Veterans being used
One Missouri senator, knowing that legislators oppose Obamacare Medicaid expansion, is aggressively pursuing “Medicaid expansion for veterans.”
At first glance, the idea of expanding Medicaid for veterans is a little odd, given that veterans already are entitled to health care through the Department of Veterans Affairs. And the 2014 Veterans Access, Choice and Accountability Act should further enhance veterans’ access to care, both inside and outside the VA system.
The senator’s bill, mirroring Obamacare, would raise income eligibility limits for Medicaid up to 138 percent of poverty. But children are already eligible for Medicaid up to 148 percent of the federal poverty level, and they are eligible for the State Children’s Health Insurance Program up to 300 percent of poverty ($71,556 per year for a family of four).
Traditionally, veterans’ health care has been provided by the federal government, and no other state has expanded Medicaid only for veterans. One lobbyist told a member that he would “sic 50,000 veterans” on us.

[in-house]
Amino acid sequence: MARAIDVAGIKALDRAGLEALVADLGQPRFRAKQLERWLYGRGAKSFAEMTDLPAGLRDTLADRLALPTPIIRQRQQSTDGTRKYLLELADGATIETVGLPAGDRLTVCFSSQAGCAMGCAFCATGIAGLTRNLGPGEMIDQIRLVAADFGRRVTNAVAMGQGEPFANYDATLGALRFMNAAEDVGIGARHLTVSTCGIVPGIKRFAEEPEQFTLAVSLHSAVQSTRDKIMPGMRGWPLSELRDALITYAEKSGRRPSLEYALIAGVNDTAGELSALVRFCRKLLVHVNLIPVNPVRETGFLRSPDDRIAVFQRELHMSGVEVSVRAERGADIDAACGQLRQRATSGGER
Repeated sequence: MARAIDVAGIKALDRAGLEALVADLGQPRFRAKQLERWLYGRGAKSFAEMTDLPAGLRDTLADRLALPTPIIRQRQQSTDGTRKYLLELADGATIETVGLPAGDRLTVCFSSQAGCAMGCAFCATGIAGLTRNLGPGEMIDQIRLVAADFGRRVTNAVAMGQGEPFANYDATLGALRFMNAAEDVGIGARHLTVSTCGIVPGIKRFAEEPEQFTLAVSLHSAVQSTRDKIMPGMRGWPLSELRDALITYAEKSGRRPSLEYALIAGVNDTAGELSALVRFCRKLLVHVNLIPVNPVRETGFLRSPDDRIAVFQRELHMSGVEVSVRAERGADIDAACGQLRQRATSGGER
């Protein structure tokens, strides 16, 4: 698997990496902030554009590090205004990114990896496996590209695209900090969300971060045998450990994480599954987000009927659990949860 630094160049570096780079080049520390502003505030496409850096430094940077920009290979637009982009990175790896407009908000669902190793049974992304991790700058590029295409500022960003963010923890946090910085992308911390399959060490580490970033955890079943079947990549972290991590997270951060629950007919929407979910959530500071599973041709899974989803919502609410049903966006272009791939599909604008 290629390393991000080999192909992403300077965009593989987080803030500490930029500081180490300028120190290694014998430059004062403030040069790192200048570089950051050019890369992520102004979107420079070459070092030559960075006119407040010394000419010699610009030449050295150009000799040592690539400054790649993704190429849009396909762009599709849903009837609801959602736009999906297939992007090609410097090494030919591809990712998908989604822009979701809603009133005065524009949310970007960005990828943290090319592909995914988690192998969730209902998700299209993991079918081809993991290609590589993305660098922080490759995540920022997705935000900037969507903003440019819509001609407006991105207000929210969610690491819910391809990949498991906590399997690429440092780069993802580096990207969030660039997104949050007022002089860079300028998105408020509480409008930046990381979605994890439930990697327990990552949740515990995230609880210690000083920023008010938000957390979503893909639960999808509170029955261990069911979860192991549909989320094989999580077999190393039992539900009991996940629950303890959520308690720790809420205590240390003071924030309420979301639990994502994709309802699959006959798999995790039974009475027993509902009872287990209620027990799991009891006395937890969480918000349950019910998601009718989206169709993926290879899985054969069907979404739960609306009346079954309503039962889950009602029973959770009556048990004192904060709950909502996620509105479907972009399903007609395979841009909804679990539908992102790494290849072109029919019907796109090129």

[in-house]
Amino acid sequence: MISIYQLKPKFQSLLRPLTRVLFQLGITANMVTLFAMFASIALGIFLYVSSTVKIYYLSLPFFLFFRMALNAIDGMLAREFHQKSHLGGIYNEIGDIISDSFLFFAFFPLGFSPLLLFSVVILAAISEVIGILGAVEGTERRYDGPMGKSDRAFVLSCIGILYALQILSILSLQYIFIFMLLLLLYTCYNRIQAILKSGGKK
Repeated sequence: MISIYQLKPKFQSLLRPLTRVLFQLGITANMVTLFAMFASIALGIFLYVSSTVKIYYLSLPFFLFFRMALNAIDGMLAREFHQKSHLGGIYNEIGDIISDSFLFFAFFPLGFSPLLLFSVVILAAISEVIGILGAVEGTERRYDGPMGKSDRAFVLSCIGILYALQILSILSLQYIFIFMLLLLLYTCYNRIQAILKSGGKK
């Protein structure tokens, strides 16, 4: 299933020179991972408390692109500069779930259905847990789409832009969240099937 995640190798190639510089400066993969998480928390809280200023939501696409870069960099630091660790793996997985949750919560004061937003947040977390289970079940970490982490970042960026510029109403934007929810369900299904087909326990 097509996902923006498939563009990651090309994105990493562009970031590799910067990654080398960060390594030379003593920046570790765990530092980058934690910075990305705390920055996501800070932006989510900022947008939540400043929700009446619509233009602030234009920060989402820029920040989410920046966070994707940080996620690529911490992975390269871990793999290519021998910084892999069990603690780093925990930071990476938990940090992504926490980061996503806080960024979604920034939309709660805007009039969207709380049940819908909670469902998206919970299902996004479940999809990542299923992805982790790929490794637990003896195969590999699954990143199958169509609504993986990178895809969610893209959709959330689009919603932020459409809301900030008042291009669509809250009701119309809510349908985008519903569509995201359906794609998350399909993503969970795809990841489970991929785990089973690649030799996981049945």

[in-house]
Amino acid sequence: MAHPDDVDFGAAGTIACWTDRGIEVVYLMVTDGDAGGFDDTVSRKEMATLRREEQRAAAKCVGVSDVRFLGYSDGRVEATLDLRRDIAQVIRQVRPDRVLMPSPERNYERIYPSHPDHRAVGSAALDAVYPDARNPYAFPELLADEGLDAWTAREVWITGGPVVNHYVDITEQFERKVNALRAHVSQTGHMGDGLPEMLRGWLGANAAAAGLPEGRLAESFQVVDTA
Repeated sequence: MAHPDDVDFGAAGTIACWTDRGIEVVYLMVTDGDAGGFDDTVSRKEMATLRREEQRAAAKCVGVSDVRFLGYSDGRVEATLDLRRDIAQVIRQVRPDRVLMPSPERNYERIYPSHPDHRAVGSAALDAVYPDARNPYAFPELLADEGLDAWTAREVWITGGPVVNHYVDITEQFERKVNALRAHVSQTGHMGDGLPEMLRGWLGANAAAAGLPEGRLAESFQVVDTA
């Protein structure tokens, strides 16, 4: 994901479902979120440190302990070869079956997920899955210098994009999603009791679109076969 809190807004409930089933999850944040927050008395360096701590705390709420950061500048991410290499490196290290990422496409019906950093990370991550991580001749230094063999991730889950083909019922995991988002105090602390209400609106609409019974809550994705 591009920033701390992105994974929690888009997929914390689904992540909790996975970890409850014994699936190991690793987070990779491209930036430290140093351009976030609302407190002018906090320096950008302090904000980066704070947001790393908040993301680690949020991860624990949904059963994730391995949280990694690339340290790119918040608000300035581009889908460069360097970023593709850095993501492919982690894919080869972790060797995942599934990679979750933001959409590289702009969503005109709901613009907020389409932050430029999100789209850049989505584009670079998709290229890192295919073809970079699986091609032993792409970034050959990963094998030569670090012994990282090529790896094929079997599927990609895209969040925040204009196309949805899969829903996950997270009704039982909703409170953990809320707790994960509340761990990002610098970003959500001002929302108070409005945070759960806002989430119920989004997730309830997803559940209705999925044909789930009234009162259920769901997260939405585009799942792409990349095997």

The proposed legislation appears to be a cynical tactic aimed at pitting principled opponents of Obamacare Medicaid expansion against veterans, for the benefit of progressive activists and millionaire hospital chief executives.
Veterans who served our country deserve better than being used as pawns in this petty, desperate effort.
Sen. Robert F.
Lake Saint Louis
Gov. Sam Brownback last year announced his “Long-Term Vision for the Future of Water Supply in Kansas.” While I think the vision is too narrow, it is the only document available for guiding the development and implementation of policies for resolving water issues in Kansas.
Brownback later announced plans for filling an estimated $280 million hole in the general fund budget for the fiscal year that ends June 30. An estimated $436 million hole exists for the next fiscal year.